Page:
Regarding the features of the murders, in the articles it says that in 20.8% of the cases the death was the result of domestic problems and quarrels, in 11.9% it took place in the course of a conflict, and in 71.4% it was a case of common murder. 84% of the articles don’t give any sort of information about whether the victim was previously subject to domestic violence.

Only in two articles was it noted that, while she was alive, the abused woman’s relatives requested that law-enforcement agencies take preventative measures. In the first case, the police simply limited themselves to warning the husband, who had threatened his wife. He, by the way, had a previous conviction for drug use. In the second case, the police released the culprit from temporary detention after a couple of days. In both cases the women were later murdered.

Moreover, statistical data showing the scale of the problem were not included, and neither was information about operations or about whether similar murders had been previously committed in this same region.

In a word, instances of domestic violence with fatal consequences are presented not as a social problem but in the context of the personal problems of those murdered.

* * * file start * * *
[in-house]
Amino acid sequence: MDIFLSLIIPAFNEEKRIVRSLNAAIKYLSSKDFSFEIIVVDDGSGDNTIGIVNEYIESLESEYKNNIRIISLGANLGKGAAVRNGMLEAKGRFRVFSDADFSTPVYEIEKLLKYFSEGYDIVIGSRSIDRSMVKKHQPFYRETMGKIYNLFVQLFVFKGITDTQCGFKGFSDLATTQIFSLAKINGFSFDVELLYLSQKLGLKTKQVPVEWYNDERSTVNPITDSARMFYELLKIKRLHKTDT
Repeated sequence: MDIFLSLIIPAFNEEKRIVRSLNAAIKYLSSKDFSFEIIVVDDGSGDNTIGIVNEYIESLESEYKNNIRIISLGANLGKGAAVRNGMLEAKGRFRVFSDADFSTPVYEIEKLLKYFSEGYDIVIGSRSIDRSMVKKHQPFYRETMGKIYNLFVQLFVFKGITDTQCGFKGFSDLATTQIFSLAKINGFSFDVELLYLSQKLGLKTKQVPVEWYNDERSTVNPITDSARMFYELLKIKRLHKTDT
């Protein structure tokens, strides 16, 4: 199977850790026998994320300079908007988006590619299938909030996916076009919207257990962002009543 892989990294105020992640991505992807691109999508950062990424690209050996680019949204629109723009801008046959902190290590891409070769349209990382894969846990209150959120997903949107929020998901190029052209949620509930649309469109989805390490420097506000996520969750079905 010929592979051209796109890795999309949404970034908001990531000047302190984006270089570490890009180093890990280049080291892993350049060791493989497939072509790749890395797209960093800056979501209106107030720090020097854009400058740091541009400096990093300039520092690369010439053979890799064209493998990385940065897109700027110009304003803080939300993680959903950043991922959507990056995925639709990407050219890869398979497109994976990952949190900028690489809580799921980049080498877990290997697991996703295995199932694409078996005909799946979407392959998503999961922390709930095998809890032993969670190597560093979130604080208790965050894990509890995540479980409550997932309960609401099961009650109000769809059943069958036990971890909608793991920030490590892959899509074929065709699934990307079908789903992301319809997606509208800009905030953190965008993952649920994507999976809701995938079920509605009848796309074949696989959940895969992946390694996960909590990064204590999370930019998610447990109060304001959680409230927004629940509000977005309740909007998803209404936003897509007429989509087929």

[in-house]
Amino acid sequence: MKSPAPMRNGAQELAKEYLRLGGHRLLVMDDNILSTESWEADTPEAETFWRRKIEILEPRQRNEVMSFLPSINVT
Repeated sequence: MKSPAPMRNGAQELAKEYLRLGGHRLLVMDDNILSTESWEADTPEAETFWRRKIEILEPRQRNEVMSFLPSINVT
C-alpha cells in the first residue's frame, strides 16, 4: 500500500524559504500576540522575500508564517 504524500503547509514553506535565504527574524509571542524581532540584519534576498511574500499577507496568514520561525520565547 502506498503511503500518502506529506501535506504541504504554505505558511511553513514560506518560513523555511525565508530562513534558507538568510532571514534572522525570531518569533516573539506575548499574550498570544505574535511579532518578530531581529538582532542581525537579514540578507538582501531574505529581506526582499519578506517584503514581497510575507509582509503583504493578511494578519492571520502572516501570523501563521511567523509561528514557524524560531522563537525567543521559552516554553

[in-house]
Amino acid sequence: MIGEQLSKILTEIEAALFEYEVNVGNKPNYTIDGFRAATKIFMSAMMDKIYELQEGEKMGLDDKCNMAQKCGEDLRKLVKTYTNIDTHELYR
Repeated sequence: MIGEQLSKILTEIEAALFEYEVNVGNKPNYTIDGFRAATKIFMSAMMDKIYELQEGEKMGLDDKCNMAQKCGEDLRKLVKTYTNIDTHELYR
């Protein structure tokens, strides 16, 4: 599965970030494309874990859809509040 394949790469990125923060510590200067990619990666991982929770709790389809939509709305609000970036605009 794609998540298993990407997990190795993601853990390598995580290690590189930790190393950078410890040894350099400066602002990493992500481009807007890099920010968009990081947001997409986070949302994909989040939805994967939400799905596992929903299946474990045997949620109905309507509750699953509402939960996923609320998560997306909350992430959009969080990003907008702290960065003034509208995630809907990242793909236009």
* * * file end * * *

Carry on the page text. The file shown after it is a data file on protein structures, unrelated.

In 2003-2013, Professor Dolors Comas d’Argemir from the Spanish University Rovira i Virgili monitored segments connected with the murder of women, aired on the TV channels of Catalonia (an autonomous administrative division of Spain).

She uncovered that television in Catalonia often used terminology connected with domestic violence towards women, as a result of which society came forth in opposition to this problem.

In Azerbaijan, sites are transformed into a place for readers to find gossip. Public opinion is either absent or goes unnoticed. People are afraid to talk about the topic. It would seem that both women and men, whenever they read about such acts of violence, don’t see the relevance in their personal lives, and they are thus stripped of the possibility of somehow helping to resolve the problem.